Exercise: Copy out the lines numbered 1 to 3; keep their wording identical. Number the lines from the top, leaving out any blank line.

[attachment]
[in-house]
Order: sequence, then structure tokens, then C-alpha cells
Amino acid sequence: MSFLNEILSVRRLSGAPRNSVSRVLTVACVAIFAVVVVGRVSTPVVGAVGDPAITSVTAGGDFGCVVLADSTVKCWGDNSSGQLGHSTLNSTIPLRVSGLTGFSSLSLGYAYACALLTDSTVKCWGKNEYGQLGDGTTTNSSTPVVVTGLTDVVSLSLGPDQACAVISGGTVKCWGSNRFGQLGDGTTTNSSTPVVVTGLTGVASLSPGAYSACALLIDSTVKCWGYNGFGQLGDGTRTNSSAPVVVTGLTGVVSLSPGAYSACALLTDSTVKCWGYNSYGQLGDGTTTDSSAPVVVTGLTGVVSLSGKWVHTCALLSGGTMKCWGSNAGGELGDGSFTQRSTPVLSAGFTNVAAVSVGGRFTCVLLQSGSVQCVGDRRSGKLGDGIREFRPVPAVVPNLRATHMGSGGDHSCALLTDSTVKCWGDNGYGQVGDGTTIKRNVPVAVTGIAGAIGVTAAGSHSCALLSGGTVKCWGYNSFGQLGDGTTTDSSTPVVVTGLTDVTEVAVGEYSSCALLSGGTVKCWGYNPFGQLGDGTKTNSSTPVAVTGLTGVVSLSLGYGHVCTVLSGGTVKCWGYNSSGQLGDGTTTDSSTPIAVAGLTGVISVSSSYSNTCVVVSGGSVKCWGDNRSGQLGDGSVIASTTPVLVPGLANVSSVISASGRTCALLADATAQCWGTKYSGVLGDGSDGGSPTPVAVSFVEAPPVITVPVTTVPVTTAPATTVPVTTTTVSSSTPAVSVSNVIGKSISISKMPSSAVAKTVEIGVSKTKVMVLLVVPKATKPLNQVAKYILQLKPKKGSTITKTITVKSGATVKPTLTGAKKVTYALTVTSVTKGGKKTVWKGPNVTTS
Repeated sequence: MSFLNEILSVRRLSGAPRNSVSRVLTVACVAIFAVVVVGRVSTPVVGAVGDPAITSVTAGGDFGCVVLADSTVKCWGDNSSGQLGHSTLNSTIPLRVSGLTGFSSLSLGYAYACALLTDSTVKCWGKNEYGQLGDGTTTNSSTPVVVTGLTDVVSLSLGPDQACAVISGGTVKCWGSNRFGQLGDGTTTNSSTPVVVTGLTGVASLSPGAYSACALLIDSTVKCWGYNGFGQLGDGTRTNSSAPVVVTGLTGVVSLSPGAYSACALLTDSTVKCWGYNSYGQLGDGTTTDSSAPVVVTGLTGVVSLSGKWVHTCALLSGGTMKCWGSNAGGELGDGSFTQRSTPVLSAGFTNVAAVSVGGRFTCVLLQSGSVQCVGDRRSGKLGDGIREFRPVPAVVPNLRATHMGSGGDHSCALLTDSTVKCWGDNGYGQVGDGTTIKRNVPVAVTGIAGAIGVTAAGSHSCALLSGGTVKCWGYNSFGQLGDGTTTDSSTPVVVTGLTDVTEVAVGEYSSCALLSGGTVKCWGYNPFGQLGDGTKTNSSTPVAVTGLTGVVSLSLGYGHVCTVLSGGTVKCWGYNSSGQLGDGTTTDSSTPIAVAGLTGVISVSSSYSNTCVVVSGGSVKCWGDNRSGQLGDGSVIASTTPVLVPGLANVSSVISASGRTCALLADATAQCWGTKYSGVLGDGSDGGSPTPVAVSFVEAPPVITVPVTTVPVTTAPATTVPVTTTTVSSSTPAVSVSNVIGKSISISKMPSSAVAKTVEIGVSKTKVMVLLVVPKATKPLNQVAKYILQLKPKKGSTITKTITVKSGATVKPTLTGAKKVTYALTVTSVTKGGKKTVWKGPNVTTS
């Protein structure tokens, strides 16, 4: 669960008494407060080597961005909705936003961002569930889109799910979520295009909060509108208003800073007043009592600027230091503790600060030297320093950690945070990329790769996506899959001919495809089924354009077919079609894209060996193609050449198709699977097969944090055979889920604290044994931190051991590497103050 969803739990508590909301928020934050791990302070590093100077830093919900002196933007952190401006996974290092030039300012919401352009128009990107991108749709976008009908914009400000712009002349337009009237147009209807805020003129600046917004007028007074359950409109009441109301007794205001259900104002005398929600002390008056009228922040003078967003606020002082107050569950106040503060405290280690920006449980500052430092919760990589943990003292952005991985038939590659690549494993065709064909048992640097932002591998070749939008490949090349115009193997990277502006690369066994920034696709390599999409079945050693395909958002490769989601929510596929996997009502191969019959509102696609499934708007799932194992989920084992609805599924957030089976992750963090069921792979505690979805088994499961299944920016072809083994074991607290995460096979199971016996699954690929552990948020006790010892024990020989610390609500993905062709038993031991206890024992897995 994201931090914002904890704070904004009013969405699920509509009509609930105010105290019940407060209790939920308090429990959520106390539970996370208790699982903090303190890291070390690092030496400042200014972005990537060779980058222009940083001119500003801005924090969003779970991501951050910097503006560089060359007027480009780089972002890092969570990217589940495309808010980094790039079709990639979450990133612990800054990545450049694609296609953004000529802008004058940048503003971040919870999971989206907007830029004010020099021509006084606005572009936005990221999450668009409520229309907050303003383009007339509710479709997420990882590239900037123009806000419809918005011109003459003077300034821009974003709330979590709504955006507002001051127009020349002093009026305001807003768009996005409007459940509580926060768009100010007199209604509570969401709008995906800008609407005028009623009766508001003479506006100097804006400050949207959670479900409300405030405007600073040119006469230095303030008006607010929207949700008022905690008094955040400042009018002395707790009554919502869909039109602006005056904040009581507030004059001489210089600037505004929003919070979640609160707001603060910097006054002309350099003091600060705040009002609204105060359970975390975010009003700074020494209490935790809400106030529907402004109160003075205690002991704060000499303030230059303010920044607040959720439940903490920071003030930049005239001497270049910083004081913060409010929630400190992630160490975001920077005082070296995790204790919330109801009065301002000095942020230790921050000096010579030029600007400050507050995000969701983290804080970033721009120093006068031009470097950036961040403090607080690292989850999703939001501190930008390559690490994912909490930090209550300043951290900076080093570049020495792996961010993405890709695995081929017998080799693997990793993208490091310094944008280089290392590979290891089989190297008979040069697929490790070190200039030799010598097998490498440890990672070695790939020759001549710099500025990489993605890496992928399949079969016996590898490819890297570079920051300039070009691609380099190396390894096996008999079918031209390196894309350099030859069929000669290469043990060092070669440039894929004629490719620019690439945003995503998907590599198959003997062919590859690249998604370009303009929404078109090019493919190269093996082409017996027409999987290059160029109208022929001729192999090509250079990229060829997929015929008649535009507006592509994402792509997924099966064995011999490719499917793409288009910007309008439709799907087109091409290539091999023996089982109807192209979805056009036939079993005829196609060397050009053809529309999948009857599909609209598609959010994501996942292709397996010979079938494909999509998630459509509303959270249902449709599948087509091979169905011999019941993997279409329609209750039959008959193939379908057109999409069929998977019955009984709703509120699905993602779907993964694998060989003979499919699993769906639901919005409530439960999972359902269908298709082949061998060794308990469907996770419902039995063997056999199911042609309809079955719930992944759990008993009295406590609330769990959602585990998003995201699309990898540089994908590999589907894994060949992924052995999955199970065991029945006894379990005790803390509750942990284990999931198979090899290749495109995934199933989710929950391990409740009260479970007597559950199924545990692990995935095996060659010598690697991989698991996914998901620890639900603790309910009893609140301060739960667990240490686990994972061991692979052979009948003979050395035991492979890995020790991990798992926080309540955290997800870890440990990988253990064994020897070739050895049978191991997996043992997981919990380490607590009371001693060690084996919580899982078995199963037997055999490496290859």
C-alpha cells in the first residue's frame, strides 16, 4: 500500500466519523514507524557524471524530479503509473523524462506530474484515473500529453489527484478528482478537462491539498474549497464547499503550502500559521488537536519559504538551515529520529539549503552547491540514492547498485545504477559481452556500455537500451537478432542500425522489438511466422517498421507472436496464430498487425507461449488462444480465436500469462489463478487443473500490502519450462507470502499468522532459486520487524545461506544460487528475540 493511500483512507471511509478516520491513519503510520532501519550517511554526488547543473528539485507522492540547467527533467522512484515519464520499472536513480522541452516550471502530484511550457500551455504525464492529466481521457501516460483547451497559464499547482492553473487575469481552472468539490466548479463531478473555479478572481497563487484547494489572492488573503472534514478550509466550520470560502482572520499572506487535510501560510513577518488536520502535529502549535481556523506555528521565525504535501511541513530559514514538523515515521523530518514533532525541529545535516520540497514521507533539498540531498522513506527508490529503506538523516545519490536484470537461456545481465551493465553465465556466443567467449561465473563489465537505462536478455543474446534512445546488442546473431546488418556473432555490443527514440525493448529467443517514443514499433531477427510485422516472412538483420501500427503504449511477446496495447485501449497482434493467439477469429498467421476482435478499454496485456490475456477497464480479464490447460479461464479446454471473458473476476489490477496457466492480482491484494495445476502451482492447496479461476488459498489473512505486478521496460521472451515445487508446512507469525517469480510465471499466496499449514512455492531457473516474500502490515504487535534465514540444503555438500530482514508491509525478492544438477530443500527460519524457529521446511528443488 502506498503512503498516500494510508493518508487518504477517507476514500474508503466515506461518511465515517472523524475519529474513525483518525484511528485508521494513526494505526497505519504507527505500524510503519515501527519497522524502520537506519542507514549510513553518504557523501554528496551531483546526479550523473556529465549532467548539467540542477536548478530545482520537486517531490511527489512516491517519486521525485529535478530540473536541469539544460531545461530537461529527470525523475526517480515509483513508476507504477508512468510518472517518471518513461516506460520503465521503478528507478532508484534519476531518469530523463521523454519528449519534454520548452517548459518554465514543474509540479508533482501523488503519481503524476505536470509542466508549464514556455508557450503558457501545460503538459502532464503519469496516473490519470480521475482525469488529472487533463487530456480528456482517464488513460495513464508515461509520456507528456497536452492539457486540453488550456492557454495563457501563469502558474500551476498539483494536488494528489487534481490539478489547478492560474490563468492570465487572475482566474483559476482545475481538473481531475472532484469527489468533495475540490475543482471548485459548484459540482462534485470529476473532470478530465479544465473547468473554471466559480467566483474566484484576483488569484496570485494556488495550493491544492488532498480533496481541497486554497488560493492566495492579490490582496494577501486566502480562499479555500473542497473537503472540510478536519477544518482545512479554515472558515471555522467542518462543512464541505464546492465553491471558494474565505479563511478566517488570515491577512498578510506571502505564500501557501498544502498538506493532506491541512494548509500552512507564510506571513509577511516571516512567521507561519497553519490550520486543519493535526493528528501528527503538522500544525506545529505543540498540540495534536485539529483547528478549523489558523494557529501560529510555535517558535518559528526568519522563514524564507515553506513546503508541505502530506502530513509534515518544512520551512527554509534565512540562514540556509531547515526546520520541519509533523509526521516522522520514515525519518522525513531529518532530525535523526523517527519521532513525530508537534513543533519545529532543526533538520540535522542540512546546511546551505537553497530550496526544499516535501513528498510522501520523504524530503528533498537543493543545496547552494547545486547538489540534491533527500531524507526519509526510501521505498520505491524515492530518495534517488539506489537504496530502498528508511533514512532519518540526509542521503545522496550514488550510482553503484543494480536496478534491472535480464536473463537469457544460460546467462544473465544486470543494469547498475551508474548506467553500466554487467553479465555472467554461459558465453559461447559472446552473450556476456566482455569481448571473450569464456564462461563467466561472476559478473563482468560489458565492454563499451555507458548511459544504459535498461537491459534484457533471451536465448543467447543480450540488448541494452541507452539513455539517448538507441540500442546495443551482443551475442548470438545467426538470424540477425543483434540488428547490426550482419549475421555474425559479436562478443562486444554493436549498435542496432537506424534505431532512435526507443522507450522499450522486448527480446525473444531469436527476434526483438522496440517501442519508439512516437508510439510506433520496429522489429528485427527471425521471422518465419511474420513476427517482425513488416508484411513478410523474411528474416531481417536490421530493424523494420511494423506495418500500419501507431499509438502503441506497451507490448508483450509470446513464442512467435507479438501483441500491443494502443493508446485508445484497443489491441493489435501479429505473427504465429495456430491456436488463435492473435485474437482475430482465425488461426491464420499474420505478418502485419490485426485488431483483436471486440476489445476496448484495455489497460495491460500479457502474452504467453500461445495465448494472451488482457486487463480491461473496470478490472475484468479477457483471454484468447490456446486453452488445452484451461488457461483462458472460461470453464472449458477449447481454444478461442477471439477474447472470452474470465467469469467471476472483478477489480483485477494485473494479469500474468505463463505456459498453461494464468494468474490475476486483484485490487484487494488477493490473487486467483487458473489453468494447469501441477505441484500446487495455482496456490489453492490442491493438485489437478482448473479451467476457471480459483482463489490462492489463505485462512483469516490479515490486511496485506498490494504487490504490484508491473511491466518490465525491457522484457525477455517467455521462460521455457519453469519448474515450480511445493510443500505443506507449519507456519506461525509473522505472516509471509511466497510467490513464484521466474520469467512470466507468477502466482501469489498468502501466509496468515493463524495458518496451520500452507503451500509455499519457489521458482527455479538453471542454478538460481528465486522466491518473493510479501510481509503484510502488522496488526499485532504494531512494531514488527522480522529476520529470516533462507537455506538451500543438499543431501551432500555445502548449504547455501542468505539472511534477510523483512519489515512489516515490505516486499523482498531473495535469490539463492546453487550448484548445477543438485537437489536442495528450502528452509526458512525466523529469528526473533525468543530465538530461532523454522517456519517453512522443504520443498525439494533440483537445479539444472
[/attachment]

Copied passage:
[in-house]
Order: sequence, then structure tokens, then C-alpha cells
Amino acid sequence: MSFLNEILSVRRLSGAPRNSVSRVLTVACVAIFAVVVVGRVSTPVVGAVGDPAITSVTAGGDFGCVVLADSTVKCWGDNSSGQLGHSTLNSTIPLRVSGLTGFSSLSLGYAYACALLTDSTVKCWGKNEYGQLGDGTTTNSSTPVVVTGLTDVVSLSLGPDQACAVISGGTVKCWGSNRFGQLGDGTTTNSSTPVVVTGLTGVASLSPGAYSACALLIDSTVKCWGYNGFGQLGDGTRTNSSAPVVVTGLTGVVSLSPGAYSACALLTDSTVKCWGYNSYGQLGDGTTTDSSAPVVVTGLTGVVSLSGKWVHTCALLSGGTMKCWGSNAGGELGDGSFTQRSTPVLSAGFTNVAAVSVGGRFTCVLLQSGSVQCVGDRRSGKLGDGIREFRPVPAVVPNLRATHMGSGGDHSCALLTDSTVKCWGDNGYGQVGDGTTIKRNVPVAVTGIAGAIGVTAAGSHSCALLSGGTVKCWGYNSFGQLGDGTTTDSSTPVVVTGLTDVTEVAVGEYSSCALLSGGTVKCWGYNPFGQLGDGTKTNSSTPVAVTGLTGVVSLSLGYGHVCTVLSGGTVKCWGYNSSGQLGDGTTTDSSTPIAVAGLTGVISVSSSYSNTCVVVSGGSVKCWGDNRSGQLGDGSVIASTTPVLVPGLANVSSVISASGRTCALLADATAQCWGTKYSGVLGDGSDGGSPTPVAVSFVEAPPVITVPVTTVPVTTAPATTVPVTTTTVSSSTPAVSVSNVIGKSISISKMPSSAVAKTVEIGVSKTKVMVLLVVPKATKPLNQVAKYILQLKPKKGSTITKTITVKSGATVKPTLTGAKKVTYALTVTSVTKGGKKTVWKGPNVTTS